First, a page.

|Title:||Default risk premia on government bonds in a quantitative macroeconomic model|
|Abstract:||We develop a macroeconomic model where the government does not guarantee to repay debt. We ask whether movements in the prices of government bonds can be rationalized by lender's unwillingness to roll over debt when the outstanding debt level exceeds a government's repayment capacity. Default occurs if a worsening state of the economy leads to a build-up of debt that exceeds the government's ability to repay. Investors are unwilling to engage in a Ponzi game and withdraw lending in this case and thus force default at an endogenously determined fractional repayment rate. Interest rates on government bonds reflect expectations of this event. We analytically show that there exist two equilibrium bond prices. Our numerical analysis shows that, at moderate debt-to-gdp levels, default premia hardly emerge in the low risk equilibrium. High risk premia can either arise at high debt-to-gdp ratios, where even small changes in fundamentals lead to steeply rising interest rates, or as realizations of the high risk equilibrium.|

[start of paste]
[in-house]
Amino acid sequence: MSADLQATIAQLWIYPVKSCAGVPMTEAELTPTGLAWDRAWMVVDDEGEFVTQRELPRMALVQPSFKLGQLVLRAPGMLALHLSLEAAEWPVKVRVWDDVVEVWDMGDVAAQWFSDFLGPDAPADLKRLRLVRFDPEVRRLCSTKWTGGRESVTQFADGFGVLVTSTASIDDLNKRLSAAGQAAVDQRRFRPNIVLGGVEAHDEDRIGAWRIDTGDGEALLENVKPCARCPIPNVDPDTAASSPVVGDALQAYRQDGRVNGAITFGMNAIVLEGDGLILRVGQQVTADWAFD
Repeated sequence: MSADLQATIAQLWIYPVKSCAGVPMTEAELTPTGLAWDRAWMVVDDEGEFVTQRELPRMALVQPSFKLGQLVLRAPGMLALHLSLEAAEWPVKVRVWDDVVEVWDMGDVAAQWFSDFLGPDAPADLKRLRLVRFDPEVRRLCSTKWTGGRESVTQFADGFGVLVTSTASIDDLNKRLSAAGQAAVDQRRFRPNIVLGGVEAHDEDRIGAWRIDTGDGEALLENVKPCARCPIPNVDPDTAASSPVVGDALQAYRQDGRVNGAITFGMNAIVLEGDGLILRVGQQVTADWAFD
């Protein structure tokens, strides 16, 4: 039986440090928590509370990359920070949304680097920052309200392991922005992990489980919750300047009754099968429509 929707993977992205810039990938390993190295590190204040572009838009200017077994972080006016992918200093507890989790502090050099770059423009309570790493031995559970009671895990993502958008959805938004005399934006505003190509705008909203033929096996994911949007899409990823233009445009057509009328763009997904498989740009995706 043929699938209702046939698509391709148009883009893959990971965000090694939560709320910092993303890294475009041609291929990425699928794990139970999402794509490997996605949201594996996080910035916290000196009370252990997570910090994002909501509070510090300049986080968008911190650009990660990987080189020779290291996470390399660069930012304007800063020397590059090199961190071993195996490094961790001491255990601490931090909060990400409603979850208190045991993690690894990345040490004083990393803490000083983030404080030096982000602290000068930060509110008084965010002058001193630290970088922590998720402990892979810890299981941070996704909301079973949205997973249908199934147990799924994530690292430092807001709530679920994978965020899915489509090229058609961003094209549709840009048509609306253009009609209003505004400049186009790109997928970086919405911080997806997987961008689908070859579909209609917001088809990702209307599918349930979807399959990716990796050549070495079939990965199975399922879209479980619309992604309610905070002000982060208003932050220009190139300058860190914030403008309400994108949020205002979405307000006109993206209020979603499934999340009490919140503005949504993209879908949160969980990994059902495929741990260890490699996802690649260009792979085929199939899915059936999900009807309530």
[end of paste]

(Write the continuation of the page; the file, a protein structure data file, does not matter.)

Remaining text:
|Subject Headings:||fiscal policy|
|Appears in Collections:||Sonderforschungsbereich (SFB) 823|
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